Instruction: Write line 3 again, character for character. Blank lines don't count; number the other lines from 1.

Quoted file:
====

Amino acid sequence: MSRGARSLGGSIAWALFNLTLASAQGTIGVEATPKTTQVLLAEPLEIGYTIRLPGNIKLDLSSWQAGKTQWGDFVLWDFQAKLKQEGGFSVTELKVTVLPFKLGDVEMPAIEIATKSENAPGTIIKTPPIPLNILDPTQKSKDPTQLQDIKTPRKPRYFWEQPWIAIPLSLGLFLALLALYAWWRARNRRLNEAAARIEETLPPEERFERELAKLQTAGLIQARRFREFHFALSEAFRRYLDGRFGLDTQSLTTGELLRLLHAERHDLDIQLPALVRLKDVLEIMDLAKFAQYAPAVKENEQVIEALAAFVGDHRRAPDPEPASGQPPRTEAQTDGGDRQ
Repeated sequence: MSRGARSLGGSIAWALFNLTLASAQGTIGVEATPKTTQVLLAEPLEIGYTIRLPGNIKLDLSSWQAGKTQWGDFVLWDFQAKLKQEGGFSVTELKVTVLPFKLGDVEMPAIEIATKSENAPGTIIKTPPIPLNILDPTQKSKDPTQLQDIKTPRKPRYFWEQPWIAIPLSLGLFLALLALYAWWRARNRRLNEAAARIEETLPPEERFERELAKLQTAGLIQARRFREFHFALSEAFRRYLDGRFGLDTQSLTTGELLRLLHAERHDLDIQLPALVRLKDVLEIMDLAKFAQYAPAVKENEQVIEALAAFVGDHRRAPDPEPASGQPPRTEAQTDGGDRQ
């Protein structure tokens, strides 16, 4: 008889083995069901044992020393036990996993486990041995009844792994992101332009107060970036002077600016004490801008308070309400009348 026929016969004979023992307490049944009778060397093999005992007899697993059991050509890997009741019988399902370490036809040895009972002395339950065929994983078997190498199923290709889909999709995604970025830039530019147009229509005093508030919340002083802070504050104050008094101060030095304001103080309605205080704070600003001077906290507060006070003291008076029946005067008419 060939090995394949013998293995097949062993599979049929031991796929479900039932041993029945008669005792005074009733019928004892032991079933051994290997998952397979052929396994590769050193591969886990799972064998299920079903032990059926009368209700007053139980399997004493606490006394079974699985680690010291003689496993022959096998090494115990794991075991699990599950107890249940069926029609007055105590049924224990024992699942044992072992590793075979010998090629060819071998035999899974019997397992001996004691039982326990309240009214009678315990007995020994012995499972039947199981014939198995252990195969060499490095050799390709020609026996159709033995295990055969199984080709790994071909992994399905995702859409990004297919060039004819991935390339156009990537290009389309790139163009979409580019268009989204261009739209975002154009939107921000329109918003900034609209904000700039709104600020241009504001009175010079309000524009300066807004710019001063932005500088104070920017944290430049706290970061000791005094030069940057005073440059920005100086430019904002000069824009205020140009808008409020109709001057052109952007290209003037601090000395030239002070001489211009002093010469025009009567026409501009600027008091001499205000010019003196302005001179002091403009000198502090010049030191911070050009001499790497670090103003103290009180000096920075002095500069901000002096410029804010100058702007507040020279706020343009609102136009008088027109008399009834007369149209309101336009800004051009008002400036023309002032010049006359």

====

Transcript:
């Protein structure tokens, strides 16, 4: 008889083995069901044992020393036990996993486990041995009844792994992101332009107060970036002077600016004490801008308070309400009348 026929016969004979023992307490049944009778060397093999005992007899697993059991050509890997009741019988399902370490036809040895009972002395339950065929994983078997190498199923290709889909999709995604970025830039530019147009229509005093508030919340002083802070504050104050008094101060030095304001103080309605205080704070600003001077906290507060006070003291008076029946005067008419 060939090995394949013998293995097949062993599979049929031991796929479900039932041993029945008669005792005074009733019928004892032991079933051994290997998952397979052929396994590769050193591969886990799972064998299920079903032990059926009368209700007053139980399997004493606490006394079974699985680690010291003689496993022959096998090494115990794991075991699990599950107890249940069926029609007055105590049924224990024992699942044992072992590793075979010998090629060819071998035999899974019997397992001996004691039982326990309240009214009678315990007995020994012995499972039947199981014939198995252990195969060499490095050799390709020609026996159709033995295990055969199984080709790994071909992994399905995702859409990004297919060039004819991935390339156009990537290009389309790139163009979409580019268009989204261009739209975002154009939107921000329109918003900034609209904000700039709104600020241009504001009175010079309000524009300066807004710019001063932005500088104070920017944290430049706290970061000791005094030069940057005073440059920005100086430019904002000069824009205020140009808008409020109709001057052109952007290209003037601090000395030239002070001489211009002093010469025009009567026409501009600027008091001499205000010019003196302005001179002091403009000198502090010049030191911070050009001499790497670090103003103290009180000096920075002095500069901000002096410029804010100058702007507040020279706020343009609102136009008088027109008399009834007369149209309101336009800004051009008002400036023309002032010049006359």